Many emergency medicine (EM) physicians who responded to a Medscape survey said they have treated COVID-19 patients without appropriate personal protective equipment (PPE).
In the Medscape Emergency Medicine Physicians’ COVID-19 Experience Report, 21% of respondents said that that was sometimes the case; 7% said that it was often the case; and 1% said they always treat patients without appropriate PPE.
EM physicians were the physicians most likely to treat COVID-19 patients in person.
For comparison, among family medicine physicians, 58% said that they have treated COVID-19 patients in person, and 45% said they were treating them via telemedicine.
Data for the report were gathered from June 9 to July 20 as part of Medscape’s COVID-19 experience survey for all physicians. That survey drew more than 5,000 responses.
Nearly all (98%) of EM physicians who have treated COVID-19 patients said that they have done so since the beginning, when the World Health Organization declared a pandemic on March 11, 2020. For all U.S. physicians, the percentage was much higher than that – 73% said they had treated COVID-19 patients from the start.
EM physicians have often found themselves sacrificing their own safety for the sake of patients. More than half of EM physicians (54%) said that they had knowingly taken personal safety risks to treat a COVID-19 emergency, a percentage far higher than the 30% of all physicians who said they had done so.
Four percent of EM physicians have received a positive diagnosis of COVID-19 via testing. An additional 2% have been confirmed as having COVID on the basis of symptoms.
Steep income drops
Survey authors wrote that two-thirds of EM physicians have experienced income loss during the pandemic. Most (71%) saw their income drop by between 11% and 50%; 11% saw a decrease of more than 50%. Among other specialties, the percentages of those who have experienced a drop of more than 50% are far higher. Among ophthalmologists, 51% said they had experienced such a drop; among allergists, 46%; plastic surgeons, 46%; and otolaryngologists, 45%.
Asked whether their burnout levels have increased in the wake of COVID-19, 74% of EM physicians said burnout had intensified; 23% reported no change; and 3% said burnout had lessened.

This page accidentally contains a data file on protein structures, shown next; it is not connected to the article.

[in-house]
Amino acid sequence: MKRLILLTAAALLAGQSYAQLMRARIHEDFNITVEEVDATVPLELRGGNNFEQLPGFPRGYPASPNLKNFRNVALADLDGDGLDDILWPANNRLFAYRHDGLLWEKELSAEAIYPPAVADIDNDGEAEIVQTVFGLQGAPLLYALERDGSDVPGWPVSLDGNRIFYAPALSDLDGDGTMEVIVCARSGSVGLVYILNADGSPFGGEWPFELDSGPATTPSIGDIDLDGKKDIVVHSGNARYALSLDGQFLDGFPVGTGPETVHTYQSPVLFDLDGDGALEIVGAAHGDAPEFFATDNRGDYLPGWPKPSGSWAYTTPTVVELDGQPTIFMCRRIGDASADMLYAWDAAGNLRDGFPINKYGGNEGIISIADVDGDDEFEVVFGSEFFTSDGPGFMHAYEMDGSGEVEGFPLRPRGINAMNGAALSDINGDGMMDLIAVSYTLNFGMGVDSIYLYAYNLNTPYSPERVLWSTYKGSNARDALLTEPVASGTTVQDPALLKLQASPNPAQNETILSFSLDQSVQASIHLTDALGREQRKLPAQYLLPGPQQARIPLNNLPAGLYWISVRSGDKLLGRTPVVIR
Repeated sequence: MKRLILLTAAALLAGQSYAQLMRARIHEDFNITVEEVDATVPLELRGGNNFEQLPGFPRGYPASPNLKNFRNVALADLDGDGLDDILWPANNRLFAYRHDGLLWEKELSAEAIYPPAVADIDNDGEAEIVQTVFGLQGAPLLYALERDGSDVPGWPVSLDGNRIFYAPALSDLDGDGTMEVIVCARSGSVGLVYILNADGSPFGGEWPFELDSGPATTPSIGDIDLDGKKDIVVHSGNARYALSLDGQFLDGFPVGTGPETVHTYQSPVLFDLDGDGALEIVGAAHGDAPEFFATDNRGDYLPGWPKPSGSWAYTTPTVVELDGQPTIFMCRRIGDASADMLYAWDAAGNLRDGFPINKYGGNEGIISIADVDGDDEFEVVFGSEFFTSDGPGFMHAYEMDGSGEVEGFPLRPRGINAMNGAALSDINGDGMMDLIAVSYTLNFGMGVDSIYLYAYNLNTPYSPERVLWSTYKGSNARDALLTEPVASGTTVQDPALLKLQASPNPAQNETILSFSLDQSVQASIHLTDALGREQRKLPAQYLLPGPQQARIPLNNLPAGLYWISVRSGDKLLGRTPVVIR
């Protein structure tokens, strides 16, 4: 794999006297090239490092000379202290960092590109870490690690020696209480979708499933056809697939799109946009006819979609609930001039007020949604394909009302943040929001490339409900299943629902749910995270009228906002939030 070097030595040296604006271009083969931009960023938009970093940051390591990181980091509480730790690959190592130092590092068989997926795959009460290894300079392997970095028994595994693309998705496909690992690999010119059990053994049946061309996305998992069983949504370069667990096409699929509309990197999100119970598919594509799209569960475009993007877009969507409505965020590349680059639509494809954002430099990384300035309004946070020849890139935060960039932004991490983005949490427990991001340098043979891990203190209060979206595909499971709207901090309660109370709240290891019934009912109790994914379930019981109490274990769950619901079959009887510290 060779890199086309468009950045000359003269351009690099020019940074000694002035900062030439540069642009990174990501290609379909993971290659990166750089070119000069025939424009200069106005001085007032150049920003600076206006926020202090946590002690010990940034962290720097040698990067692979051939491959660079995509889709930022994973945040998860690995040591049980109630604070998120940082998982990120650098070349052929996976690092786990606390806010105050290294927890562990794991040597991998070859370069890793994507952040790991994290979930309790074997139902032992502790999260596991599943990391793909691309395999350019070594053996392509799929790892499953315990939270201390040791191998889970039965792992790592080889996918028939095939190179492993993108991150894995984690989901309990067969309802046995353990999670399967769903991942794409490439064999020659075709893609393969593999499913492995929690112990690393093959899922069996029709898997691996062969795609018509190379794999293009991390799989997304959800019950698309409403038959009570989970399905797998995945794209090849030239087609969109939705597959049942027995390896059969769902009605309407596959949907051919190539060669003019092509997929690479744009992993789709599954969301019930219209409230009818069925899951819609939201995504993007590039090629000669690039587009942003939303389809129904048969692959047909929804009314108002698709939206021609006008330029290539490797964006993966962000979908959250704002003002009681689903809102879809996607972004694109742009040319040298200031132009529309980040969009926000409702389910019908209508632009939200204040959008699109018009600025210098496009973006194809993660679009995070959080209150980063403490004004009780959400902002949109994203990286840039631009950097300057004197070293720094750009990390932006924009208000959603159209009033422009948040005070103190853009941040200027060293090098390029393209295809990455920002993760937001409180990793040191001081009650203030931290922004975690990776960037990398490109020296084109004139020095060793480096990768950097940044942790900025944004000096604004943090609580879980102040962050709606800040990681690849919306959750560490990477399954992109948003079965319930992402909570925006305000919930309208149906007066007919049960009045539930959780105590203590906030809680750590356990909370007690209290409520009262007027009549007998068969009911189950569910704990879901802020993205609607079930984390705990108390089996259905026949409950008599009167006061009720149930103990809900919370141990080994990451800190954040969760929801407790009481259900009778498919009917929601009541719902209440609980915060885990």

Reports of loneliness have been widespread during the pandemic, owing to stay-at-home orders and social distancing. More EM physicians than physicians in general said feelings of loneliness had increased for them in the past year.
More than half of EM doctors (55%) said they are experiencing more loneliness in the pandemic, compared with 46% of all physicians who felt that way; 42% said those feelings have not changed; and 3% said they have been less lonely.
Grief and stress relief
Fewer than half (42%) of the respondents reported that their workplace offers clinician activities to help with grief and stress; 39% said their workplace didn’t offer such help; and 19% said they were unsure.
The percentages were nearly identical to the percentages of physicians overall who answered whether their workplace offered help for grief and stress.
Along with insecurity regarding physical and mental health, COVID-19 has introduced more questions about financial health. Here’s a look at how emergency physicians said they would change the way they save and spend.
Challenges to daily practice
By the time this survey was taken, a large percentage of patients had delayed or avoided urgent or routine medical care for reasons related to COVID-19, so survey authors asked whether EM physicians’ patient population had changed.
Survey authors wrote that “most EM physicians (82%) are seeing patients with non-COVID diseases, such as cardiovascular problems or diabetes, who otherwise probably would have sought treatment earlier.”
COVID-19 has also thrown a major obstacle into most EM physicians’ careers by preventing them from doing the job to the best of their ability. That loss is one of the three primary components of burnout.
More than two-thirds (67%) said COVID-19 has hampered their ability to be as good a doctor as they would like.
A version of this article first appeared on Medscape.com.